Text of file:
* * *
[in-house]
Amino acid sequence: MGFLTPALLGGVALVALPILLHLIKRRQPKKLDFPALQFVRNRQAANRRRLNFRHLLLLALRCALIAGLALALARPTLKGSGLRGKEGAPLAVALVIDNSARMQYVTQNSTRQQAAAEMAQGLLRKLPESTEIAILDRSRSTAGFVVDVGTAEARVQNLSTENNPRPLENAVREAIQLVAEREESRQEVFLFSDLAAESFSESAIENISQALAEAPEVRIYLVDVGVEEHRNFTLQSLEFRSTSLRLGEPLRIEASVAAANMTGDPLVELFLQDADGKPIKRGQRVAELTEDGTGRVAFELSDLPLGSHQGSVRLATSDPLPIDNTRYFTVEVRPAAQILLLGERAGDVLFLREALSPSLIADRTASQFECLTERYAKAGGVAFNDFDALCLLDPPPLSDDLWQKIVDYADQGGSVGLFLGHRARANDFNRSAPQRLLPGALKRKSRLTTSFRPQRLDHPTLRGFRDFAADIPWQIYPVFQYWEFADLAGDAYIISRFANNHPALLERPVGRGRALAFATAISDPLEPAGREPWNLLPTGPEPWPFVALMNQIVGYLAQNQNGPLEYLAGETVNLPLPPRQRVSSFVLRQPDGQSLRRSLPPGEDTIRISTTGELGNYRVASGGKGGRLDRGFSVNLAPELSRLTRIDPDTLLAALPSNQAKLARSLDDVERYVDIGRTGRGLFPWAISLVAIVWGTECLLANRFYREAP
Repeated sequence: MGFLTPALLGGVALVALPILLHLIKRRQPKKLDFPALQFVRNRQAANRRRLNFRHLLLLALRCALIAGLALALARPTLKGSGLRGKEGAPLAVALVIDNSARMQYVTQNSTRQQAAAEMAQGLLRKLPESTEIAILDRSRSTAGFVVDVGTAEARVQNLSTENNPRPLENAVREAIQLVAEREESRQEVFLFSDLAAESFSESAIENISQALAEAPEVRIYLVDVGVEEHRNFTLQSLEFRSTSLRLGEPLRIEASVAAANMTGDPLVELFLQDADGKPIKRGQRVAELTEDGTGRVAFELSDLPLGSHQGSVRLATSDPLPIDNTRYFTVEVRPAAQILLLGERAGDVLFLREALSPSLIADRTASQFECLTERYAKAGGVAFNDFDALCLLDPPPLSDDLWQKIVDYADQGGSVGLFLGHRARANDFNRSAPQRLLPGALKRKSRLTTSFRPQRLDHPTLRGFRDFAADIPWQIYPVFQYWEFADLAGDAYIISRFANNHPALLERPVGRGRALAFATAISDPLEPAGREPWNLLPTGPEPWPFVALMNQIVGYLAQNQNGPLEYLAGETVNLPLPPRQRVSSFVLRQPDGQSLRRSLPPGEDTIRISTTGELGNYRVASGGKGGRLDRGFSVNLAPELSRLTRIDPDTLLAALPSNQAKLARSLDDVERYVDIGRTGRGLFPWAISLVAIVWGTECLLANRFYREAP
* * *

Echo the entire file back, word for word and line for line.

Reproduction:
[in-house]
Amino acid sequence: MGFLTPALLGGVALVALPILLHLIKRRQPKKLDFPALQFVRNRQAANRRRLNFRHLLLLALRCALIAGLALALARPTLKGSGLRGKEGAPLAVALVIDNSARMQYVTQNSTRQQAAAEMAQGLLRKLPESTEIAILDRSRSTAGFVVDVGTAEARVQNLSTENNPRPLENAVREAIQLVAEREESRQEVFLFSDLAAESFSESAIENISQALAEAPEVRIYLVDVGVEEHRNFTLQSLEFRSTSLRLGEPLRIEASVAAANMTGDPLVELFLQDADGKPIKRGQRVAELTEDGTGRVAFELSDLPLGSHQGSVRLATSDPLPIDNTRYFTVEVRPAAQILLLGERAGDVLFLREALSPSLIADRTASQFECLTERYAKAGGVAFNDFDALCLLDPPPLSDDLWQKIVDYADQGGSVGLFLGHRARANDFNRSAPQRLLPGALKRKSRLTTSFRPQRLDHPTLRGFRDFAADIPWQIYPVFQYWEFADLAGDAYIISRFANNHPALLERPVGRGRALAFATAISDPLEPAGREPWNLLPTGPEPWPFVALMNQIVGYLAQNQNGPLEYLAGETVNLPLPPRQRVSSFVLRQPDGQSLRRSLPPGEDTIRISTTGELGNYRVASGGKGGRLDRGFSVNLAPELSRLTRIDPDTLLAALPSNQAKLARSLDDVERYVDIGRTGRGLFPWAISLVAIVWGTECLLANRFYREAP
Repeated sequence: MGFLTPALLGGVALVALPILLHLIKRRQPKKLDFPALQFVRNRQAANRRRLNFRHLLLLALRCALIAGLALALARPTLKGSGLRGKEGAPLAVALVIDNSARMQYVTQNSTRQQAAAEMAQGLLRKLPESTEIAILDRSRSTAGFVVDVGTAEARVQNLSTENNPRPLENAVREAIQLVAEREESRQEVFLFSDLAAESFSESAIENISQALAEAPEVRIYLVDVGVEEHRNFTLQSLEFRSTSLRLGEPLRIEASVAAANMTGDPLVELFLQDADGKPIKRGQRVAELTEDGTGRVAFELSDLPLGSHQGSVRLATSDPLPIDNTRYFTVEVRPAAQILLLGERAGDVLFLREALSPSLIADRTASQFECLTERYAKAGGVAFNDFDALCLLDPPPLSDDLWQKIVDYADQGGSVGLFLGHRARANDFNRSAPQRLLPGALKRKSRLTTSFRPQRLDHPTLRGFRDFAADIPWQIYPVFQYWEFADLAGDAYIISRFANNHPALLERPVGRGRALAFATAISDPLEPAGREPWNLLPTGPEPWPFVALMNQIVGYLAQNQNGPLEYLAGETVNLPLPPRQRVSSFVLRQPDGQSLRRSLPPGEDTIRISTTGELGNYRVASGGKGGRLDRGFSVNLAPELSRLTRIDPDTLLAALPSNQAKLARSLDDVERYVDIGRTGRGLFPWAISLVAIVWGTECLLANRFYREAP